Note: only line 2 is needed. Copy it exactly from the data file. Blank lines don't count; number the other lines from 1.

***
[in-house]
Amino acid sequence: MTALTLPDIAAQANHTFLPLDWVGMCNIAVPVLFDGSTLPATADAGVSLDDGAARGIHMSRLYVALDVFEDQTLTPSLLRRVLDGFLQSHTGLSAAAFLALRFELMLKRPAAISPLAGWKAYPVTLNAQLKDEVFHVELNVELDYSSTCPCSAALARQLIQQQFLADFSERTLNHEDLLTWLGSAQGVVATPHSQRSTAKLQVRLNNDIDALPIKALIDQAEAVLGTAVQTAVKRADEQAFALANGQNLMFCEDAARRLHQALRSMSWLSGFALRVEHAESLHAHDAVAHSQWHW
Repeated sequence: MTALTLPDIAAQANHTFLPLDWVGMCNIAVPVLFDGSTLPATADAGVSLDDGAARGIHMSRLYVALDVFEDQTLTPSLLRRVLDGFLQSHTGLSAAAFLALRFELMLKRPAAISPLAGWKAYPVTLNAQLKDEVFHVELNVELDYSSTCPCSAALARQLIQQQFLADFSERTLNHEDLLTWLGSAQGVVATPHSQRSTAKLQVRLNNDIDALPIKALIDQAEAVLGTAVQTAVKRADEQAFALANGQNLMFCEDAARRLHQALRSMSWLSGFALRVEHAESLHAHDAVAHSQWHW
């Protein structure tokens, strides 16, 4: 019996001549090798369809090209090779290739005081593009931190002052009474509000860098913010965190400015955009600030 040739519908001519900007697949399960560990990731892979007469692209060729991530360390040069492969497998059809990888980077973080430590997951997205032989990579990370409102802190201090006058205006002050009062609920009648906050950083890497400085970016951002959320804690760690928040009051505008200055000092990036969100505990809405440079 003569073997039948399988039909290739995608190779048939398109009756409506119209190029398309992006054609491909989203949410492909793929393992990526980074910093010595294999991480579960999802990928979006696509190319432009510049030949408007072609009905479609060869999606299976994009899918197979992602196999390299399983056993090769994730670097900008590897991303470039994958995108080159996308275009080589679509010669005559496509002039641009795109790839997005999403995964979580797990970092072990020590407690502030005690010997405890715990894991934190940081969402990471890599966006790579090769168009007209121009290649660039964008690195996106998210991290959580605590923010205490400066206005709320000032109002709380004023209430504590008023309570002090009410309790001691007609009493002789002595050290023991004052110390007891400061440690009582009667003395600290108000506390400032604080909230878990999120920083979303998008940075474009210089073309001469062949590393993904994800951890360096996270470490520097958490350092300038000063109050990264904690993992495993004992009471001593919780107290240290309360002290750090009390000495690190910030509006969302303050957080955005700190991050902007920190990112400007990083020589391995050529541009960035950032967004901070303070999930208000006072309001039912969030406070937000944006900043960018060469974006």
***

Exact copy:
Amino acid sequence: MTALTLPDIAAQANHTFLPLDWVGMCNIAVPVLFDGSTLPATADAGVSLDDGAARGIHMSRLYVALDVFEDQTLTPSLLRRVLDGFLQSHTGLSAAAFLALRFELMLKRPAAISPLAGWKAYPVTLNAQLKDEVFHVELNVELDYSSTCPCSAALARQLIQQQFLADFSERTLNHEDLLTWLGSAQGVVATPHSQRSTAKLQVRLNNDIDALPIKALIDQAEAVLGTAVQTAVKRADEQAFALANGQNLMFCEDAARRLHQALRSMSWLSGFALRVEHAESLHAHDAVAHSQWHW